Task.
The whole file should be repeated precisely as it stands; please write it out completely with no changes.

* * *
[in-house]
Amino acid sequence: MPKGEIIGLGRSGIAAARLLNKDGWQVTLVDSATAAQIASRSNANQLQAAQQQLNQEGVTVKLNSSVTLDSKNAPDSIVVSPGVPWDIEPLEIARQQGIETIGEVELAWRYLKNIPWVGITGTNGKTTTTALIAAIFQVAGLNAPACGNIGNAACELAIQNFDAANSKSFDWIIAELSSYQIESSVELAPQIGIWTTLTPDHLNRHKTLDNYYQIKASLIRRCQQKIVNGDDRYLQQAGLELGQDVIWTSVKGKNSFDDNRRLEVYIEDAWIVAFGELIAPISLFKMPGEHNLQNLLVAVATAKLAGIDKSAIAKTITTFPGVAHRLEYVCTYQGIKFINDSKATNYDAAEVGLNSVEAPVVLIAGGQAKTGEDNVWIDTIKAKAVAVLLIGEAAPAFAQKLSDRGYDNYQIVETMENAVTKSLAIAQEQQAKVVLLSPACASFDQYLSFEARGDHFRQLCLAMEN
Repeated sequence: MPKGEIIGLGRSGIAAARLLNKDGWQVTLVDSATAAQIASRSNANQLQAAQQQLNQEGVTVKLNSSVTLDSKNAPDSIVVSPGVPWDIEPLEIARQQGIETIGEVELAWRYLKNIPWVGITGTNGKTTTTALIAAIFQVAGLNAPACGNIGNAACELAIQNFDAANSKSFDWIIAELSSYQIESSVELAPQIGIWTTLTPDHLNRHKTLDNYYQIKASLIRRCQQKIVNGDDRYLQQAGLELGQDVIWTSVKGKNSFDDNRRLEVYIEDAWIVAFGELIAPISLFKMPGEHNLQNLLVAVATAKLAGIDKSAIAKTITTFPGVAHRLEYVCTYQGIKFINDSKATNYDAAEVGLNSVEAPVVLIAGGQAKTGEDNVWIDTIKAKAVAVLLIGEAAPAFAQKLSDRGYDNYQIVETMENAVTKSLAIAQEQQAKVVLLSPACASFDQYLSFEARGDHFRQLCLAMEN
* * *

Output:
[in-house]
Amino acid sequence: MPKGEIIGLGRSGIAAARLLNKDGWQVTLVDSATAAQIASRSNANQLQAAQQQLNQEGVTVKLNSSVTLDSKNAPDSIVVSPGVPWDIEPLEIARQQGIETIGEVELAWRYLKNIPWVGITGTNGKTTTTALIAAIFQVAGLNAPACGNIGNAACELAIQNFDAANSKSFDWIIAELSSYQIESSVELAPQIGIWTTLTPDHLNRHKTLDNYYQIKASLIRRCQQKIVNGDDRYLQQAGLELGQDVIWTSVKGKNSFDDNRRLEVYIEDAWIVAFGELIAPISLFKMPGEHNLQNLLVAVATAKLAGIDKSAIAKTITTFPGVAHRLEYVCTYQGIKFINDSKATNYDAAEVGLNSVEAPVVLIAGGQAKTGEDNVWIDTIKAKAVAVLLIGEAAPAFAQKLSDRGYDNYQIVETMENAVTKSLAIAQEQQAKVVLLSPACASFDQYLSFEARGDHFRQLCLAMEN
Repeated sequence: MPKGEIIGLGRSGIAAARLLNKDGWQVTLVDSATAAQIASRSNANQLQAAQQQLNQEGVTVKLNSSVTLDSKNAPDSIVVSPGVPWDIEPLEIARQQGIETIGEVELAWRYLKNIPWVGITGTNGKTTTTALIAAIFQVAGLNAPACGNIGNAACELAIQNFDAANSKSFDWIIAELSSYQIESSVELAPQIGIWTTLTPDHLNRHKTLDNYYQIKASLIRRCQQKIVNGDDRYLQQAGLELGQDVIWTSVKGKNSFDDNRRLEVYIEDAWIVAFGELIAPISLFKMPGEHNLQNLLVAVATAKLAGIDKSAIAKTITTFPGVAHRLEYVCTYQGIKFINDSKATNYDAAEVGLNSVEAPVVLIAGGQAKTGEDNVWIDTIKAKAVAVLLIGEAAPAFAQKLSDRGYDNYQIVETMENAVTKSLAIAQEQQAKVVLLSPACASFDQYLSFEARGDHFRQLCLAMEN